Our professor had also set up an invitation-only, two-day workshop with the writer. Everyone in our class was invited, but it was optional. The writer's newest book was on our syllabus, but I hadn't read it yet. I was not being tested on it. I was supposed to write about it in a journal, but I had until the end of the semester for that.
And so I did what was required. The minimum. I went to the reading. It was at night in a lecture hall. I came there straight from a happy-hour situation. The writer turned out to be a really good reader, I knew that much. He was a big, bearish, clean-shaven man, with an oddly gentle-sounding voice. He looked like a regular guy, which made me think that he could not be much of a writer, seeing as how he did not have a beard and was not properly dead. But that was crazy. I wanted to be a great writer, too. If I ever did it, I would have to write all my books while still living. How else?
The story the writer read was about some men who went fishing and saw a naked dead girl in the river. They didn't want to hike back out of the woods and report it, so they kept fishing for a few days and then reported it upon their return. All this had already happened when the story starts. When the story starts, the incident is in all the newspapers. The story is told from the perspective of the wife of one of the men. She can't believe what happened. She can't believe what her husband was capable of. Really, it's just unbelievable.
It was an awfully good story, I thought, as things like that go. But I was kind of out of it. Afterward, I did not get my copy of the writer's book signed. Afterward, there was a party at my professor's house, which I caught wind of and could have gone to. But I didn't.
The writer was Raymond Carver.
This all happened right after I thought I'd become serious about being a writer, but it just goes to show you how serious I wasn't.
Later in the semester, during finals week, I read Carver's book What We Talk About When We Talk About Love. I read that story he had read, "So Much Water So Close to Home," and I was so stunned sweat popped out on my temples. The whole book! Great.
Stories about the sort of well-meaning blue-collar people I had come from, who hunt and fish and drink too much and can get into bad marriages and also into money problems. I didn't really know you could write stories like this. Also there was this language of Carver's. One of my professors had told us that there was nothing so complicated as Hemingway's simple sentences. I didn't understand that. Now, reading Carver, I did. He could make a character say a thing at the end of a story like, "It's really something," and you just want to die, it's so beautiful. You can't say why these people who can't find the words for what they want to say end up saying so much.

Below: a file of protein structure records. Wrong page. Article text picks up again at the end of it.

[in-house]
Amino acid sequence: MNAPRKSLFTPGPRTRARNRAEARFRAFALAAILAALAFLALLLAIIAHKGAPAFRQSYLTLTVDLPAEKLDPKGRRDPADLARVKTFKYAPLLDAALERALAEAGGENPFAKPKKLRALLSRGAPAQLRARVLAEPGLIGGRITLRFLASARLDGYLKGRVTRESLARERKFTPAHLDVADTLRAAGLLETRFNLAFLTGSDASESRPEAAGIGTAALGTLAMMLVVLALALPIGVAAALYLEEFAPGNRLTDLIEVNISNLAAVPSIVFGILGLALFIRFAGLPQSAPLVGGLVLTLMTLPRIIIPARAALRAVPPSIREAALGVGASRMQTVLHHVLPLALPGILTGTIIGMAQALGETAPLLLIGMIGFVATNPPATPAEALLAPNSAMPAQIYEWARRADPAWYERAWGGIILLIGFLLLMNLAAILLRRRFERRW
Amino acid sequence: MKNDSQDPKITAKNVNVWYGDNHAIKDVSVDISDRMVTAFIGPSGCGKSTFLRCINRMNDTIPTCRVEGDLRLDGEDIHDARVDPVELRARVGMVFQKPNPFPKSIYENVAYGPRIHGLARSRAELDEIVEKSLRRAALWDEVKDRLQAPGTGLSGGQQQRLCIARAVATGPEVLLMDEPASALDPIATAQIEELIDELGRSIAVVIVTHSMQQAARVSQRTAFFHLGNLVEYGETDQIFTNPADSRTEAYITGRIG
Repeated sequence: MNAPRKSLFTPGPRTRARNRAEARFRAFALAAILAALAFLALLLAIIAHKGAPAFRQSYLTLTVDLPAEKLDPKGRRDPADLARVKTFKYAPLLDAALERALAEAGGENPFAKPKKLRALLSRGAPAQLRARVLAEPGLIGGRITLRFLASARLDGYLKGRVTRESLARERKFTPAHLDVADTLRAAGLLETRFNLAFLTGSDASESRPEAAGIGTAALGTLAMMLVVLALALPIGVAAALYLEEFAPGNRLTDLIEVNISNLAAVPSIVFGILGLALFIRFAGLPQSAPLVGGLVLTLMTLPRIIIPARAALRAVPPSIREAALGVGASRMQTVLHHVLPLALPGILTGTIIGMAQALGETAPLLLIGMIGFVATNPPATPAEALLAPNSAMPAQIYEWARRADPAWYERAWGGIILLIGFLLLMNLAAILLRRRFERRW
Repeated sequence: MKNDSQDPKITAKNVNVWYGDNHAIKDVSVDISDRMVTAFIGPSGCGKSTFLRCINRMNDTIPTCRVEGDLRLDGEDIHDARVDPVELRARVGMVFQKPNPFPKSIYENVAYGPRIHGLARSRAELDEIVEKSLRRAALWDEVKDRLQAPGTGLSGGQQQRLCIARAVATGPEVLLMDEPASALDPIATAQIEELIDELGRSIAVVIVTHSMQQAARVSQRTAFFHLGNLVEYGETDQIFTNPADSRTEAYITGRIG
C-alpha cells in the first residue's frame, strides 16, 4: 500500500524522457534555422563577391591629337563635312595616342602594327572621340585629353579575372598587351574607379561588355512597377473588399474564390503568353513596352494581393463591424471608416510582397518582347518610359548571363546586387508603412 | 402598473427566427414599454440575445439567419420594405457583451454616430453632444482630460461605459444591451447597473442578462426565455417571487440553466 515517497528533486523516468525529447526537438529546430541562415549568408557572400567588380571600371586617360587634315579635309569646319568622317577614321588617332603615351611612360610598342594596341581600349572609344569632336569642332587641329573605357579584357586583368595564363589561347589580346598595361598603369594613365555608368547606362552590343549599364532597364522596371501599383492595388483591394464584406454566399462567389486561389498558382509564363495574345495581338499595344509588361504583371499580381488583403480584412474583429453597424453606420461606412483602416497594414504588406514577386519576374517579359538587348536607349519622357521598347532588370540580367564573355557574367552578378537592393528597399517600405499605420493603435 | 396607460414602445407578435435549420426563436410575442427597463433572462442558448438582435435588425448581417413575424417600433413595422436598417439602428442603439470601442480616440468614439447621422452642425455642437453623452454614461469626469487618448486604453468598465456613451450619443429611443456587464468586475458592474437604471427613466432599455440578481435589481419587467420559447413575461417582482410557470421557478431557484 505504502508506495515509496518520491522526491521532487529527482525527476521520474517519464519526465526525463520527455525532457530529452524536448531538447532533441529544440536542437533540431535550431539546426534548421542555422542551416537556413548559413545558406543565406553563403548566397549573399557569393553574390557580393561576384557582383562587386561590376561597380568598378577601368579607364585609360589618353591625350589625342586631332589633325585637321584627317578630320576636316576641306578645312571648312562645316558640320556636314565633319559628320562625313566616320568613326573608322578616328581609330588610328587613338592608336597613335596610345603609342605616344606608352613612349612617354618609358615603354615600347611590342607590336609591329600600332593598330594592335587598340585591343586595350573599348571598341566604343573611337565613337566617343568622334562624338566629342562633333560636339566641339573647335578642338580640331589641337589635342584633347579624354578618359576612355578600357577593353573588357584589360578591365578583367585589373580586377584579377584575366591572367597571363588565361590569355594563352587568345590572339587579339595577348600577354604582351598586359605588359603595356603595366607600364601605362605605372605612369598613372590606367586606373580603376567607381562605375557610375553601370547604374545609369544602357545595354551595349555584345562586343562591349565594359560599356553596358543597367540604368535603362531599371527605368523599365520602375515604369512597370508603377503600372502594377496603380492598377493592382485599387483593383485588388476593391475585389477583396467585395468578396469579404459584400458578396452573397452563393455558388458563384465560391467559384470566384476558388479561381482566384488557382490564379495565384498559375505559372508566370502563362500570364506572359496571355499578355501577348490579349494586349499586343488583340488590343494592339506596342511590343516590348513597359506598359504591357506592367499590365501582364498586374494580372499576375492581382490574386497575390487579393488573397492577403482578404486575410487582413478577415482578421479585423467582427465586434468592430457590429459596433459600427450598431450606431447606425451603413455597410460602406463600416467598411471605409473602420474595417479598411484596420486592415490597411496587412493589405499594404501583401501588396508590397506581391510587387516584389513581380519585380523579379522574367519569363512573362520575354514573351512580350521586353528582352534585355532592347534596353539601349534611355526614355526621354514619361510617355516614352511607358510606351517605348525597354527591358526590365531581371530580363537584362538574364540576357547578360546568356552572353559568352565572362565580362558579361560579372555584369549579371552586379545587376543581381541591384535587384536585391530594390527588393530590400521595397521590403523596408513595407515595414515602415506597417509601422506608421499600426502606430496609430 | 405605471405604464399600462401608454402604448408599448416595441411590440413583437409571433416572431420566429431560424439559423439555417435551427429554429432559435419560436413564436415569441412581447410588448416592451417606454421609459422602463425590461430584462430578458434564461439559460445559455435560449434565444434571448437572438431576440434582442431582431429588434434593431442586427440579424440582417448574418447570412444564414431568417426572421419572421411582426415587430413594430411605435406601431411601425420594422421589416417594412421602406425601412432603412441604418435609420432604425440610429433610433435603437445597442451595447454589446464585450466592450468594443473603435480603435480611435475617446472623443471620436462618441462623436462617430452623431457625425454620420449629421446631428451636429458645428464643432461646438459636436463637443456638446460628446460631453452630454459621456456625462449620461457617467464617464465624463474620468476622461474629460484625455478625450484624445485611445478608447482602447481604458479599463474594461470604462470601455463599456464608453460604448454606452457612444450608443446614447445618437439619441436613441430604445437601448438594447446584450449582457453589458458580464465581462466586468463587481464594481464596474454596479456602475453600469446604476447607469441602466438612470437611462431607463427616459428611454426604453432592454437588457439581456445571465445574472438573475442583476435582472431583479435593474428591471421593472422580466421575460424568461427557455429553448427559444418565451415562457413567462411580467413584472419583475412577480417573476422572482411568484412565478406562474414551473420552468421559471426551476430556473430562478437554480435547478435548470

No book came along during those years when I was struggling to grow up and become a writer that helped me do more of both -- to grow up and to become a writer. Like Holden Caulfield, I got done with that book and I wished that the author who wrote it was a terrific friend of mine and I could call him up on the phone whenever I felt like it. Only I had already had the chance, kind of, to talk to Raymond Carver and even to get him to read one of my clumsy, well-meaning attempts to be a writer. There was no getting around it. I blew it. I blew it royally.
I look back on this and I want to knock myself cold. What could I have been thinking?
A few years after that came another great book of stories, Cathedral, my favorite of all Carver's collections.
By that time I was in graduate school, and I was teaching Raymond Carver. No writer I'd read had ever taught me more. I did not write like him. It scared me. (It scares me now too. There are few good American writers under the age of 40 who do not owe a lot to Raymond Carver. But it turns out that like Hemingway, it looks like he would be easy to imitate, but he's not. So okay. I'm trying, is all. This essay is just me trying.)
I tried not to think about how I could have met him and didn't. My writing professors told me that writing is a small world and that eventually if you keep writing you will meet everyone else who is writing. Mostly this is true.
And so: Seven years after I could have but did not meet Raymond Carver, through some twisted miracle I wrote a book and it got accepted for publication. Which was the best part, but only barely, because it also turned out that my new editor was also the editor for Where I'm Calling From: New and Selected Stories by none other than Raymond Carver. I had the same editor as Raymond Carver!
Before I could work up the nerve to ask if my editor would somehow introduce us, Carver died.
Lung cancer. Age 50. When he died people knew he was great, but as with Flannery O'Connor, he died young and so it took a little while for people to realize how great. Other writers knew it. I knew it. But too late. It's hard for me not to hate the kid I was.
The last thing his wife, the poet Tess Gallagher, said to Raymond Carver was this: "You're out there now, Ray," she said. "In literature."